April 14, 2014 § 2 Comments
Creative Nonfiction magazine’s marketing associate Jennifer Stewart guest blogs on the merits of smaller, more intimate, more accessible conferences, now that the annual AWP Extravaganza packs in upwards of 13,000 writers. (Jennifer makes a more specific pitch for CNF’s own smaller conference, just a little over a month from now, on the CNF website, in an article entitled “Ten Reasons Why You Should Attend CNF’s Writers’ Conference.”)
You have bills to pay. You have a job demanding your attention. You have writing, of course, and never enough time to do it. Bottom line – why should you spend good money to travel somewhere else to listen to other people talk about writing?
Despite the financial cost and the travel time, going to conferences is a vital part of being a writer. This probably isn’t new information to you, so we won’t even need to mention the usual things people say about conferences, the networking and the panels and the (occasional) open bars and the stories resulting from that open bar that you will wittily deliver to friends back home. And while you can get plenty of those experiences at a big conference like the annual Association of Writers and Writing Programs Conference, which can be a delightful (if somewhat overwhelming) experience, there are myriad other writing conferences around the country, many of which can offer a more intimate and focused experience.
I would also argue that you can get more out of a smaller conference, which provides more intimacy and more face time with attendees and presenters. Likewise, smaller conferences, because of the intimacy they breed, invite more honesty, more guard-down talk about publishing, and what’s really going on. It’s a rapidly changing environment and the role of the author in the process is expanding. Smaller conferences are a good way to get a feel for this fluidity, and perhaps some inspiration for how you can make this dynamic work for you.
Some of these smaller conferences can be considered half conference, half writing retreat; some focus on what’s trending in publishing. The best ones, perhaps, offer a little something of everything. Here are four good reasons to invest in a conference this year:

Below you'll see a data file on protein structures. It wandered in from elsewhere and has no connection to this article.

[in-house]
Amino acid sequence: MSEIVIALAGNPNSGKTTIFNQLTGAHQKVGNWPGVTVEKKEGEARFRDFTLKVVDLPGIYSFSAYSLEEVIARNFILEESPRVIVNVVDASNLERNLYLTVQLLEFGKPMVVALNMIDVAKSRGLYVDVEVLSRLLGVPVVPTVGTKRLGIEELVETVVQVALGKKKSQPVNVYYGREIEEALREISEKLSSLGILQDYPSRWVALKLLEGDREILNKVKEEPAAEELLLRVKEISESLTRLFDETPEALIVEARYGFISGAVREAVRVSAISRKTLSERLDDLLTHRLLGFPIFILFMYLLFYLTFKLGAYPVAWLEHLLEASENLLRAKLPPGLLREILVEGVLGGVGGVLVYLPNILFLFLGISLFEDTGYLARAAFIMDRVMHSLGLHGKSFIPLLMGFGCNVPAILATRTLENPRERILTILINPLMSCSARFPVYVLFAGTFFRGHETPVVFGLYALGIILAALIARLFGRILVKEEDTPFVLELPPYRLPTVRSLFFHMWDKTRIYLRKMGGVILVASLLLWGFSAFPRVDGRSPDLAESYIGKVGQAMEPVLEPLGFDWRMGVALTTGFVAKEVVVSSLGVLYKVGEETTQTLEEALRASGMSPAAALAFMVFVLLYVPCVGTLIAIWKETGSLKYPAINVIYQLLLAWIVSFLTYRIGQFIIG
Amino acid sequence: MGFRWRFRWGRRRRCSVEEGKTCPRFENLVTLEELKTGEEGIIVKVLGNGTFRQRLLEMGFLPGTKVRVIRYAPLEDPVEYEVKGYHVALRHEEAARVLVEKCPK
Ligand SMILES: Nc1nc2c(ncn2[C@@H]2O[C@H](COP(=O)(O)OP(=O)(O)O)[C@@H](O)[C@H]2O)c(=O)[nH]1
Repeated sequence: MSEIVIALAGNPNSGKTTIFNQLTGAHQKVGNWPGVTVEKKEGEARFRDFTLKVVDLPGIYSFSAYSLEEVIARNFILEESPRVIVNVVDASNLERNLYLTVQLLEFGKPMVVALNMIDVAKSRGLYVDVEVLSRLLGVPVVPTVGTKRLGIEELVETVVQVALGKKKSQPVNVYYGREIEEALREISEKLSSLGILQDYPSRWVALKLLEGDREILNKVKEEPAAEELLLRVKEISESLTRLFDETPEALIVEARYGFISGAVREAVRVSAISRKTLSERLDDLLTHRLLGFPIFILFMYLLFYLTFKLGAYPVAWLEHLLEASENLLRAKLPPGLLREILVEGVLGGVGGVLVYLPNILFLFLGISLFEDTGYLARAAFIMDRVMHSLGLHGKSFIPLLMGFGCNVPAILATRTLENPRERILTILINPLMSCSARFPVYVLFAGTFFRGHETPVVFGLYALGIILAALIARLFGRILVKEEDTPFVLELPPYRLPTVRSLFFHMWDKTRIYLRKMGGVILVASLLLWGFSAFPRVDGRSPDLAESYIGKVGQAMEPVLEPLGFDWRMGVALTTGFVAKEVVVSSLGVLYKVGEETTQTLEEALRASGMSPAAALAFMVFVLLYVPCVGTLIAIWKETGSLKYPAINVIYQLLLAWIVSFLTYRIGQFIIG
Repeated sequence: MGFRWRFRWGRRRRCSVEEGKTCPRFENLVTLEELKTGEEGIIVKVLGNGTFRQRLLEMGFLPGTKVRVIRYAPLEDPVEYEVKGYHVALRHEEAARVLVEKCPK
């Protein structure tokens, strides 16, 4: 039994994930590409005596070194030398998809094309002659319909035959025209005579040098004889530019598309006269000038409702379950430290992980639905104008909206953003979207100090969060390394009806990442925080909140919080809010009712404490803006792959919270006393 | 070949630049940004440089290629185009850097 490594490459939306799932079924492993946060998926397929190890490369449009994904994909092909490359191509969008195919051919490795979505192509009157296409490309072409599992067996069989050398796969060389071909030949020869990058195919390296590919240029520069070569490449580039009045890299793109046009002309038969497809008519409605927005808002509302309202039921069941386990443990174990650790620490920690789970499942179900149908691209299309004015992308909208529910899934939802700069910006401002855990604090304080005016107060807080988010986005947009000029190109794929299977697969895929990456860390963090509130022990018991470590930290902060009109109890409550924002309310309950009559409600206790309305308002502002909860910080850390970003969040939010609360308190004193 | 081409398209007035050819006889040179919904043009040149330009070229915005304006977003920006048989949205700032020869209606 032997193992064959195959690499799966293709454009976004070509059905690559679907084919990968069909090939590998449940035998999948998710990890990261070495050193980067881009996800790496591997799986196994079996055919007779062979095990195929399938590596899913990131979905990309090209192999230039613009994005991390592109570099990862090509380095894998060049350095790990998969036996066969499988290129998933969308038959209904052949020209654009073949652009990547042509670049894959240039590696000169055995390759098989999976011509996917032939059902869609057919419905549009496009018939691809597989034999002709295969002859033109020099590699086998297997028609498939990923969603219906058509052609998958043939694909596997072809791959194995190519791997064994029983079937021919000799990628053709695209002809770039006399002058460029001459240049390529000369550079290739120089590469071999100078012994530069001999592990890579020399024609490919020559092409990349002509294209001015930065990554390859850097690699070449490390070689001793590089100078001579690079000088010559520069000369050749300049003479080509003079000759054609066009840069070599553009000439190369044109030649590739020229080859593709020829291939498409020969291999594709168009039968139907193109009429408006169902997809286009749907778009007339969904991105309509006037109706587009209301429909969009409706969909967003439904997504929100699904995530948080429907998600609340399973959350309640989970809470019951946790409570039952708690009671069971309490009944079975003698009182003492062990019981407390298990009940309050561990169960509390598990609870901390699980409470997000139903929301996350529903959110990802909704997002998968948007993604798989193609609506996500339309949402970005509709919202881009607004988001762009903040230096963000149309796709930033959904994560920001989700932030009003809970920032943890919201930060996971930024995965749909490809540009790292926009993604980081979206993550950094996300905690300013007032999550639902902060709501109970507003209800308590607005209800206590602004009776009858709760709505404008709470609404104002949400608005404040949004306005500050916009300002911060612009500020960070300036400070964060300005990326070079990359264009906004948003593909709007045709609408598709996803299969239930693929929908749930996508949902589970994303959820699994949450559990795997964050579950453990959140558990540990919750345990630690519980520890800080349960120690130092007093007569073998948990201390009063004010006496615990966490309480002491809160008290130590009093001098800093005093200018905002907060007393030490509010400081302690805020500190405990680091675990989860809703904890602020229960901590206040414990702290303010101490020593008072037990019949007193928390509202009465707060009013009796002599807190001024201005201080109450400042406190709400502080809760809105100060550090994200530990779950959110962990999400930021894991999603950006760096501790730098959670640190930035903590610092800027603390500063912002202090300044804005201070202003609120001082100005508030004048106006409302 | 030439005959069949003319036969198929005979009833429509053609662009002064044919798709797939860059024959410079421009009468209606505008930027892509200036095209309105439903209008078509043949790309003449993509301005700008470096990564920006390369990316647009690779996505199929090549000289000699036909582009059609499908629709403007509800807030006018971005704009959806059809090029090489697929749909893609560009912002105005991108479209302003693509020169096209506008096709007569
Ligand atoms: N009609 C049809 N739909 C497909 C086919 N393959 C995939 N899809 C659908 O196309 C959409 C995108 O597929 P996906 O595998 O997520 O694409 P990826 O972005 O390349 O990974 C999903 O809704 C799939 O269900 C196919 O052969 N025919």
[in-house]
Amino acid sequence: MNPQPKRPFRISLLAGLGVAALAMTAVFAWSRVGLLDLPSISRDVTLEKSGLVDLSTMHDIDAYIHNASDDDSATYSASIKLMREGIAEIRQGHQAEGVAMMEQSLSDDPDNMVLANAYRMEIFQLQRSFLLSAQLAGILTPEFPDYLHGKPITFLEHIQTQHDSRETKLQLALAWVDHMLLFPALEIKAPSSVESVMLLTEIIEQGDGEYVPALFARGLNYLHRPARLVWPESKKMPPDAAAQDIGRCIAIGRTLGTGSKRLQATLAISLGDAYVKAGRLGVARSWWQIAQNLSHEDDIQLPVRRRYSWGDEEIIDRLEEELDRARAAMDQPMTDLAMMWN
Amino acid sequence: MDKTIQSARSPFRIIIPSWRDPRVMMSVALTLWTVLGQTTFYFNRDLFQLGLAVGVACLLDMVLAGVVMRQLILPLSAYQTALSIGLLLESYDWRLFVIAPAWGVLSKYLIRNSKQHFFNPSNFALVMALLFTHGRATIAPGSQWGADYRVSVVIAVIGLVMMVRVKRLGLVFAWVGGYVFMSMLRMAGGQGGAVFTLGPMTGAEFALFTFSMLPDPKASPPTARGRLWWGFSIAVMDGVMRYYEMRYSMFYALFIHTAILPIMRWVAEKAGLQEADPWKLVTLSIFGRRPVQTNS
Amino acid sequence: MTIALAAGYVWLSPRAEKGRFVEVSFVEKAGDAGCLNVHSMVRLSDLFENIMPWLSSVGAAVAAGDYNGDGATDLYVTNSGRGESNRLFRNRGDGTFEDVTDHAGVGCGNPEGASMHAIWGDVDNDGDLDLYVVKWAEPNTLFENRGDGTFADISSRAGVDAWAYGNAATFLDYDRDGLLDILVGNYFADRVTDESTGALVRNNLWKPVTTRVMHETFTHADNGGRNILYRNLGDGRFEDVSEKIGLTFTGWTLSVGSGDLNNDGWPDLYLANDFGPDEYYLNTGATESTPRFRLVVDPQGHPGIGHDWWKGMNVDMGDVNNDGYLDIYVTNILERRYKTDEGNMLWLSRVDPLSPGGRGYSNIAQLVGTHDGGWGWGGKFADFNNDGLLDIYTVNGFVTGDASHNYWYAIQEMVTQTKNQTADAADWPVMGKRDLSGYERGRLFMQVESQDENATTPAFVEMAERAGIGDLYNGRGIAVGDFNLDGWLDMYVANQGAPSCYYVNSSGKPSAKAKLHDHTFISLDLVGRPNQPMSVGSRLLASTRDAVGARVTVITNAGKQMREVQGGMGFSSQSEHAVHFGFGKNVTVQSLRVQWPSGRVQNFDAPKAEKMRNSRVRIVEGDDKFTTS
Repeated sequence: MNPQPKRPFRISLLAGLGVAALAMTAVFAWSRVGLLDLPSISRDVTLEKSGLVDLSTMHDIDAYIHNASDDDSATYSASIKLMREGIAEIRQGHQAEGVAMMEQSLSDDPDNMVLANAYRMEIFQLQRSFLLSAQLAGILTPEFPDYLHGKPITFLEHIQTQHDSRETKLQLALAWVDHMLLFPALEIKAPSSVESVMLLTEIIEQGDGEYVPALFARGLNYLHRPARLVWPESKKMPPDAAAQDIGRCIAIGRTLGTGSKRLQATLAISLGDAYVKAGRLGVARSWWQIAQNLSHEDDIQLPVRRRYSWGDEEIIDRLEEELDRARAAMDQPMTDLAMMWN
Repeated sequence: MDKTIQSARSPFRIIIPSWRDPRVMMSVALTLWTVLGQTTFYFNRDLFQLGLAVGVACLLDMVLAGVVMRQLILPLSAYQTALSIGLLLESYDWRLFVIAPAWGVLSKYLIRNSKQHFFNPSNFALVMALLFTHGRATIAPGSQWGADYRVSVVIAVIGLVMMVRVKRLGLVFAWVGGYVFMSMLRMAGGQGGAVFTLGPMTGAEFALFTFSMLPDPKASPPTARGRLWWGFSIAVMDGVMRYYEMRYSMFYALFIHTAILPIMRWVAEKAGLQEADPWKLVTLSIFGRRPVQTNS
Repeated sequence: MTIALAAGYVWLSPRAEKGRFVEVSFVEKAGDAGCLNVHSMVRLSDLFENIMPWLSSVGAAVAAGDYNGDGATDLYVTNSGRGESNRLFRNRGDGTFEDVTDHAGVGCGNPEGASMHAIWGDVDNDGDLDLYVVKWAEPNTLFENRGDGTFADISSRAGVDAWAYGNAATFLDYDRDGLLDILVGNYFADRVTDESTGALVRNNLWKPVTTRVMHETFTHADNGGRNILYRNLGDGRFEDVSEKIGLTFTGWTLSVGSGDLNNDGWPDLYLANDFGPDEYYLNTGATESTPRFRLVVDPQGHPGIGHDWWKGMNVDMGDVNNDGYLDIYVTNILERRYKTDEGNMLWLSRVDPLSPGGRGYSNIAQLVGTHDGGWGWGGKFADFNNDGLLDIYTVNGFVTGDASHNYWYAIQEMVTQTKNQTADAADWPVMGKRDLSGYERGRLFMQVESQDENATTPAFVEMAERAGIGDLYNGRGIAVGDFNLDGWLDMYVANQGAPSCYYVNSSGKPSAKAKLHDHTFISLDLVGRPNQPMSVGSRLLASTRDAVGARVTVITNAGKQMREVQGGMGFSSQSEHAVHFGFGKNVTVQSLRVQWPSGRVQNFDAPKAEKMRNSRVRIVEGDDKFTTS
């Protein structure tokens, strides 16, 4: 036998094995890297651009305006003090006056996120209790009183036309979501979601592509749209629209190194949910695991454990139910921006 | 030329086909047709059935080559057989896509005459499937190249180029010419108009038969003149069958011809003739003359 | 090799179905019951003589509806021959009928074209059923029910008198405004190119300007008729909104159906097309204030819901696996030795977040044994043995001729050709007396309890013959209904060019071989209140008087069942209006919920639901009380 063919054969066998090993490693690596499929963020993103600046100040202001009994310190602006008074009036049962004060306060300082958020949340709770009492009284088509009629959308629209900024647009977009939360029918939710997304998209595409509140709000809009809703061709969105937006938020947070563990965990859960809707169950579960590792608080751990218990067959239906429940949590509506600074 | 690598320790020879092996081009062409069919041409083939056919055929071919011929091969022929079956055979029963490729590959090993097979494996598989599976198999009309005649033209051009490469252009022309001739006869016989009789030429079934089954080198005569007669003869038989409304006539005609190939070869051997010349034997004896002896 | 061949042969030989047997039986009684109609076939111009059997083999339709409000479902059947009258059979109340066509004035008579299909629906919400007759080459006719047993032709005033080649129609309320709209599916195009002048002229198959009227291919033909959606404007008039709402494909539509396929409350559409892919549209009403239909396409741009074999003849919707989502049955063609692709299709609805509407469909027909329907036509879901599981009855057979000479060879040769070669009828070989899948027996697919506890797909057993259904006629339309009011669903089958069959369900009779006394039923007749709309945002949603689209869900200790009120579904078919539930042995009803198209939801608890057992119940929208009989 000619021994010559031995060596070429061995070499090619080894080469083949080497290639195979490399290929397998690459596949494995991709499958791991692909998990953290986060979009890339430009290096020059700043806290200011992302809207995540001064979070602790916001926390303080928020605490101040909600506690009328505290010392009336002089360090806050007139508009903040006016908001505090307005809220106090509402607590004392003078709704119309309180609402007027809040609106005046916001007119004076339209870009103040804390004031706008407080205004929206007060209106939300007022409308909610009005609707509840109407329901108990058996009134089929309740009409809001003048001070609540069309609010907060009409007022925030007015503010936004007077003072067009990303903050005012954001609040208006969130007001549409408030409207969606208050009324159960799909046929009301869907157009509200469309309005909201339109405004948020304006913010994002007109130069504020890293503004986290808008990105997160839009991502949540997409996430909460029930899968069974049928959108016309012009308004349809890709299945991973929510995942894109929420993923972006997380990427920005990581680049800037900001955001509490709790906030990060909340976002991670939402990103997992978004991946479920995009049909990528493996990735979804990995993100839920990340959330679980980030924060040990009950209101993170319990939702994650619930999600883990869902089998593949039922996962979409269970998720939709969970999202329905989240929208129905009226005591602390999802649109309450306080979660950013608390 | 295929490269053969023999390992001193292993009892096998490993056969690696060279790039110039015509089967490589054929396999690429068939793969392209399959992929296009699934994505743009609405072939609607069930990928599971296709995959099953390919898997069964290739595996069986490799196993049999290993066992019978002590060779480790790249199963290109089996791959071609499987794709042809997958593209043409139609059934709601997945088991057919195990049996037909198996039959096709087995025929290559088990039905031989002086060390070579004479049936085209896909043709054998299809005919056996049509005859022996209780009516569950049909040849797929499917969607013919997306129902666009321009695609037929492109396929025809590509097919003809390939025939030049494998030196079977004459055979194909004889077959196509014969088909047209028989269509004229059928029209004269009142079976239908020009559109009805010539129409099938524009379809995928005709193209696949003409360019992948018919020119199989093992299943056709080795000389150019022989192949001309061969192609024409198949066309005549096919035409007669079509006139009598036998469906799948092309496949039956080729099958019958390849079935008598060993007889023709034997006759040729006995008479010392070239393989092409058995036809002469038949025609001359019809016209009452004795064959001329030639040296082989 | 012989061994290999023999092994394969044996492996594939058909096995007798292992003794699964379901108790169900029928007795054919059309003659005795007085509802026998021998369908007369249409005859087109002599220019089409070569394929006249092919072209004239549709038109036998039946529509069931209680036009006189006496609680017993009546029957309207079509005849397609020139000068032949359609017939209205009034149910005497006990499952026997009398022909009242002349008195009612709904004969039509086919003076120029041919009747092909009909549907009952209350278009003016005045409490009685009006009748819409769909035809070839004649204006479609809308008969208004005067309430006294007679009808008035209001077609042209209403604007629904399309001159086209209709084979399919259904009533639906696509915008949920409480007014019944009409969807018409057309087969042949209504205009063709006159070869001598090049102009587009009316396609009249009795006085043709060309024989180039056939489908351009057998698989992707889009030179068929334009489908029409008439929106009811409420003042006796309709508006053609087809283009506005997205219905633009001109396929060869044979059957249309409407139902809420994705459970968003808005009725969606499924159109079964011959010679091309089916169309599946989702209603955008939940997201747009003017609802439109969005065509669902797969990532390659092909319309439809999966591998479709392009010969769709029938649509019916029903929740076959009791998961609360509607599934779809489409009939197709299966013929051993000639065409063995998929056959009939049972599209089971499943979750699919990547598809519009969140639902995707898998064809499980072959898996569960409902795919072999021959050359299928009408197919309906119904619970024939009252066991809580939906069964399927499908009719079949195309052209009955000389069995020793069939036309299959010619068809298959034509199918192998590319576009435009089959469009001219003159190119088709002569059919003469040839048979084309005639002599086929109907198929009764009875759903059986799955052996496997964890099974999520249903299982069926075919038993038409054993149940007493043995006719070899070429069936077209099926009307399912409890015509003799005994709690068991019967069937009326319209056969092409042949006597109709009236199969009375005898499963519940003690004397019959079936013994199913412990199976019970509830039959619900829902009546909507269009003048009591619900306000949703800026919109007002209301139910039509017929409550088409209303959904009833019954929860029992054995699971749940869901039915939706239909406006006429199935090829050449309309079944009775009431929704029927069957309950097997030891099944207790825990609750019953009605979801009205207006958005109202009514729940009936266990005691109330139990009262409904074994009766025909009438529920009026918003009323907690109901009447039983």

- Inspiration — Because conferences take us out of our daily lives and plunk us down in unfamiliar territory, they can be energizing, even if (sometimes perhaps especially if) you have a disagreement with a presenter, writer, or speaker. This is energy you can translate to the page. Some conferences even help people along by offering workshops, boot camps, or individual writing sessions. These sessions force you to get words out, because, well, people are watching. Writer’s block disappears when you realize you might be THAT writer, the one who couldn’t start the assignment. Which leads us to the next point:
- Accountability — If you go to even a few conferences, you’ll realize that this writing world, this literary world … it’s small. That brunette you talked to at AWP last year, whose name you couldn’t remember even if a firing squad was involved? You’re going to run into her again. And when you do, you want to be able to say, “Yes! I’ve written the essay I told you I was working on.” So just in case she’s at the conference, you’ll draft that essay, so help you, you will.
- Camaraderie — Social media is great; of course it is. And who could live without email? But electronics can’t compete with face-to-face interaction. Suppose that brunette tells you about submitting to this new trendy literary magazine she found out about on Twitter. They rejected her. You tell her about how you submitted to a different trendy new literary magazine and your work was also rejected. Maybe you go on to tell each other about a contest or a call for work and eventually you both get published and it would never have happened if not for (insert conference name here). This sounds like networking, but really, that’s just a fancy way of saying, “make friends who work in your industry.” It happens quite naturally at a conference. And this can, perhaps, be most helpful in the agent arena.
- Access — You can, of course, meet agents at bigger conferences, but at a smaller conference you often get more face time with them, and you can even arrange this in advance. Some conferences offer manuscript critiques with agents and editors, which means they read your work before they ever see you. You are automatically off the slush pile, and you are likely to get a more thoughtful and detailed response, even if it’s still a rejection. In other words, smaller conferences offer meetings with agents that have the potential to speed up the publishing process.
We should stop thinking of attending a conference as a luxury, or as penance for being a writer. Writing conferences do good. They can be fun. And perhaps most importantly, they help writers be writers. And we need all the help we can get.
Jennifer Stewart is the founder and director of Burlesque Press, which hosts the annual Hands On Literary Festival and Masquerade Ball in New Orleans, and publishes The Burlesque Press Variety Show. Jennifer was also the winner of the 2010 Faulkner Wisdom prize for Novel in Progress for her novel Wanton Women.